What is Wasping? A dangerous new drug trend
"They're almost like chemists themselves – they're trying to mix and match to try to find the next high," says Don Martin, the Communications Manager with F-M Ambulance.
There's a new way to get high, but it will cost you.
"Your balance is off, you could be unconscious, you could be disoriented, to tremors to seizures to basically everything – nausea, vomiting," Martin says. "They don't know the long term effects. But if you actually look at the science of it – it's something made to kill something. So long use of it, there's got to be some long term effects."
But those consequences don't matter to everyone.
"We don't think about tomorrow when we are using drugs and alcohol because we don't want to think. We want to numb out the pain," says Jake Metcalf, an Addiction Management Coach and Peer Support Specialist with Face It Together Fargo-Moorhead.
The potentially deadly drug trend called 'wasping' is making its way through the country. That's when users mix wasp killer with other drugs to get a more intense high.
"Why would you want to ingest something that's going to kill you? It's made to kill. Why would you purposely ingest something like that?" asks Martin. But addiction counselors say users have their reasons.
"It has to do with trying to combat tolerance," Metcalf says. "When the drink starts to wear off, what do we normally turn to? Either drinking more or using more or mixing more than one to get a different or more desirable effect."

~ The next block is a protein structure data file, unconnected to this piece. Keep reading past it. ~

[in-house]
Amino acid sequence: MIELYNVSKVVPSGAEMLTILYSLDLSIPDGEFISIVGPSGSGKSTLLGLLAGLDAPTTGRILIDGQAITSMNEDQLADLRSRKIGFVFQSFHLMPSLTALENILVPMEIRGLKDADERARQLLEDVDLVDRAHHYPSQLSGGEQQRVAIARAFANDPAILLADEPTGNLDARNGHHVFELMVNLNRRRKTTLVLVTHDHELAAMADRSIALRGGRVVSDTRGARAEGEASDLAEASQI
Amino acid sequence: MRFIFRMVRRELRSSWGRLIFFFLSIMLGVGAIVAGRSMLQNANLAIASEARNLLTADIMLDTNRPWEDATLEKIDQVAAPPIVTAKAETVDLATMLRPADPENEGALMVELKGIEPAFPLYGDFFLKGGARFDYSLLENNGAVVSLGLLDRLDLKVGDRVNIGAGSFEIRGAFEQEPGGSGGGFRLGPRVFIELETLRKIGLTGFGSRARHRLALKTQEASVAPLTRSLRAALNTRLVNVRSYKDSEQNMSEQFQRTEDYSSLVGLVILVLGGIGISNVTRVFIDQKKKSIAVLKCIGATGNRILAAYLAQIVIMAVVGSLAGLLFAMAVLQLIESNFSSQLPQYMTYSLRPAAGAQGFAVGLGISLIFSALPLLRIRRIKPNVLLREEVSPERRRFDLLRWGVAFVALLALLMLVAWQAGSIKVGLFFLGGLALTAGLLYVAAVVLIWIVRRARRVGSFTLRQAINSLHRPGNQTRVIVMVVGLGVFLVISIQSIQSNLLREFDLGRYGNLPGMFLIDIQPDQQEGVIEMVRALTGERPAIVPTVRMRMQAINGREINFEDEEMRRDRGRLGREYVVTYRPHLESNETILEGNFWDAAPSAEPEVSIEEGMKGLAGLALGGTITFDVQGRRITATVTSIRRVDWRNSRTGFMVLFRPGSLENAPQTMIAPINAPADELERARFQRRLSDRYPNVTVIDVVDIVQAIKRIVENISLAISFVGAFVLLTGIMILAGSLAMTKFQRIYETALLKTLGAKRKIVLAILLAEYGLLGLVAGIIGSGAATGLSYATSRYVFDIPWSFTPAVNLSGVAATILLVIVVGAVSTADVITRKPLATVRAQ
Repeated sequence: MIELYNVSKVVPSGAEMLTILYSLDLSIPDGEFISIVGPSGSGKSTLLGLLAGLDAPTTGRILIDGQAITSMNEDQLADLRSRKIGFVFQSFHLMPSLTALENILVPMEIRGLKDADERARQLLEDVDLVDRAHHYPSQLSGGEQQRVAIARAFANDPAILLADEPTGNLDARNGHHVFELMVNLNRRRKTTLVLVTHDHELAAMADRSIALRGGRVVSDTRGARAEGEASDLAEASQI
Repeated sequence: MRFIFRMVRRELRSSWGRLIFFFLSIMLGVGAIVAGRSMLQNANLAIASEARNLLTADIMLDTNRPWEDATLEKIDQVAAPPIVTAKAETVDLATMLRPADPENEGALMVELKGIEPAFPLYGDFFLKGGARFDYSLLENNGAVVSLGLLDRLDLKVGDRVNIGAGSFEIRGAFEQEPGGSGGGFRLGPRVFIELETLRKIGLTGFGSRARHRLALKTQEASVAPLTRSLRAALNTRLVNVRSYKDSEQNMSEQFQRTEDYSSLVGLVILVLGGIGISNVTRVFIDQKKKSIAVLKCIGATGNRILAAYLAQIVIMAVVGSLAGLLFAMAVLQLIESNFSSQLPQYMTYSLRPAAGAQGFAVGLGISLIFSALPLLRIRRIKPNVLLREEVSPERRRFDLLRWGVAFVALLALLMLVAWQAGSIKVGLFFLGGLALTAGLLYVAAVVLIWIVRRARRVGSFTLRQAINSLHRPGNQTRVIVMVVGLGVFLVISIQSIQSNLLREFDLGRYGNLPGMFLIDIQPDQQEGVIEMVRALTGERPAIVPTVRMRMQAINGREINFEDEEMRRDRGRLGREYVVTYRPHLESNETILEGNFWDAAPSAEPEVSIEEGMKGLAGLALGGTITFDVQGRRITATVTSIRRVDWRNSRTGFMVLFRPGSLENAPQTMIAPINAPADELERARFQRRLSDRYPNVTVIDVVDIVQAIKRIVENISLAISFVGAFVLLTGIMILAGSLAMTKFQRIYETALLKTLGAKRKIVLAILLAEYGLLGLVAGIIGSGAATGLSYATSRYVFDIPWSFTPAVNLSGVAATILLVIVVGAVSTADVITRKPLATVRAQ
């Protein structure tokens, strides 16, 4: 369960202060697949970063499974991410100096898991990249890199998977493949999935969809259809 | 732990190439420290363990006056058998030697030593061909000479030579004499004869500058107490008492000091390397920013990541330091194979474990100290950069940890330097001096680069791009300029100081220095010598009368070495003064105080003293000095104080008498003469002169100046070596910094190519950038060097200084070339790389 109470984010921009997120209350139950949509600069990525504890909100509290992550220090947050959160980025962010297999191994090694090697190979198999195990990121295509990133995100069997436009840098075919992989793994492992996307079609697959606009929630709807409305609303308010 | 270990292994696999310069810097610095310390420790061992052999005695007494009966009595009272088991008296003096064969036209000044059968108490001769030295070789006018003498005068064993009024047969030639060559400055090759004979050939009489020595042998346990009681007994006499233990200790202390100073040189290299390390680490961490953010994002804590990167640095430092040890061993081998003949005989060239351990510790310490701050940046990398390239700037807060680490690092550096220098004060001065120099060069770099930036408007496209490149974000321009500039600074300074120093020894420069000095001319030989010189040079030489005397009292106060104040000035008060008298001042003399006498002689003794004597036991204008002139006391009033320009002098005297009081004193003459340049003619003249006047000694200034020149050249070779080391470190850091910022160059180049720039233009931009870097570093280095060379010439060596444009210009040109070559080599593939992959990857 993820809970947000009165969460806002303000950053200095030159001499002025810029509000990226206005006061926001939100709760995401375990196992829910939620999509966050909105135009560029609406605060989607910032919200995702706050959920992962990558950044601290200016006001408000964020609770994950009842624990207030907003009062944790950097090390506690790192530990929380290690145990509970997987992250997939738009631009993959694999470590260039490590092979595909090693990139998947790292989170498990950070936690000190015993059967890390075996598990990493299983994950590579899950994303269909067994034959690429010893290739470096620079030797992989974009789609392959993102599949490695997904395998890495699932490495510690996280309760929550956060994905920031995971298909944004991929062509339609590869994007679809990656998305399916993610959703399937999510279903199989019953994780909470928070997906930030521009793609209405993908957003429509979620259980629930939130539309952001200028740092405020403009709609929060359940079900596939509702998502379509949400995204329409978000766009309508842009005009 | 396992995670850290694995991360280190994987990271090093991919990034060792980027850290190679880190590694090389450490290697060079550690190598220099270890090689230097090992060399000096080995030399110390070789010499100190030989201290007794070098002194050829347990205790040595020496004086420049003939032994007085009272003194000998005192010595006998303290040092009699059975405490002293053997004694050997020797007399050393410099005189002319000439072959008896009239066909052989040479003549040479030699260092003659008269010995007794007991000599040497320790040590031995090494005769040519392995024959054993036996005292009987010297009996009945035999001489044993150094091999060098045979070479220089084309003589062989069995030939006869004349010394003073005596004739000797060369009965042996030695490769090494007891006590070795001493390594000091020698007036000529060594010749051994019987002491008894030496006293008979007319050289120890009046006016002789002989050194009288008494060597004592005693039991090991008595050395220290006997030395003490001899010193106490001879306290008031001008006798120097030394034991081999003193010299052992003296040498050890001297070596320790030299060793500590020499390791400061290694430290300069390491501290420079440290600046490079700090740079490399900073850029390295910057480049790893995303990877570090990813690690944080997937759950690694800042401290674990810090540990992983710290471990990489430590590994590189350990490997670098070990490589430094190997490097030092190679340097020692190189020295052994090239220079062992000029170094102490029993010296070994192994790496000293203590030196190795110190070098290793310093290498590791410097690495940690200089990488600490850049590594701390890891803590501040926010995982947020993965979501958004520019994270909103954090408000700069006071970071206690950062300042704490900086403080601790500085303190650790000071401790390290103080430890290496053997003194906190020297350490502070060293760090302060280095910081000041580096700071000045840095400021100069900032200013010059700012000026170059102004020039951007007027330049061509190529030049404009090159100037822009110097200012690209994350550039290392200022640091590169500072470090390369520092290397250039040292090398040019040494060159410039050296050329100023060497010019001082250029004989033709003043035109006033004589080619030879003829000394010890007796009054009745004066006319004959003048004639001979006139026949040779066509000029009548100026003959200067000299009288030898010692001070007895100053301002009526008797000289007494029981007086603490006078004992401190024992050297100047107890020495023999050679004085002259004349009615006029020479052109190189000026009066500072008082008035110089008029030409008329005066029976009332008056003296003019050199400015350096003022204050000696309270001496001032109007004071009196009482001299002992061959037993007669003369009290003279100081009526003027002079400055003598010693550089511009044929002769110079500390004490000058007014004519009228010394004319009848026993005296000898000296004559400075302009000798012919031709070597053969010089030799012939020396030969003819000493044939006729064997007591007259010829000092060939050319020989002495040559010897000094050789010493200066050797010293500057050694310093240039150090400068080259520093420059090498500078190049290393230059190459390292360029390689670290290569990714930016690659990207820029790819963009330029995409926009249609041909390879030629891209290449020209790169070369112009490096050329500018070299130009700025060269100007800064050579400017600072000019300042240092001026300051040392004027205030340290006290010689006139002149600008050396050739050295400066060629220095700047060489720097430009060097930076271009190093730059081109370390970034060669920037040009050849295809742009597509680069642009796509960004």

And that's not the only reason why combining wasp killer with other drugs is spreading. For one reason, it's cheap. You can get a more intense high for less than $6 dollars. Wasp killer can also be found almost anywhere, anyone can buy it, and it won't get you in trouble with the law.
"Typically, most of the things they're lacing it with are everyday things off the shelf. So that's not illegal to possess,” Martin says.
Now, first responders are hoping this fad fades before it's too late.
First responders say when they find patients, who are overdosing on illegal drugs cut with unknown chemicals, they don't have a lot of treatment options. The best thing first responders can do is help the patient breathe and hope the patient's body breaks down the drugs and chemicals.
"There is no antidote. There is no treatment really for the insecticides," says Martin.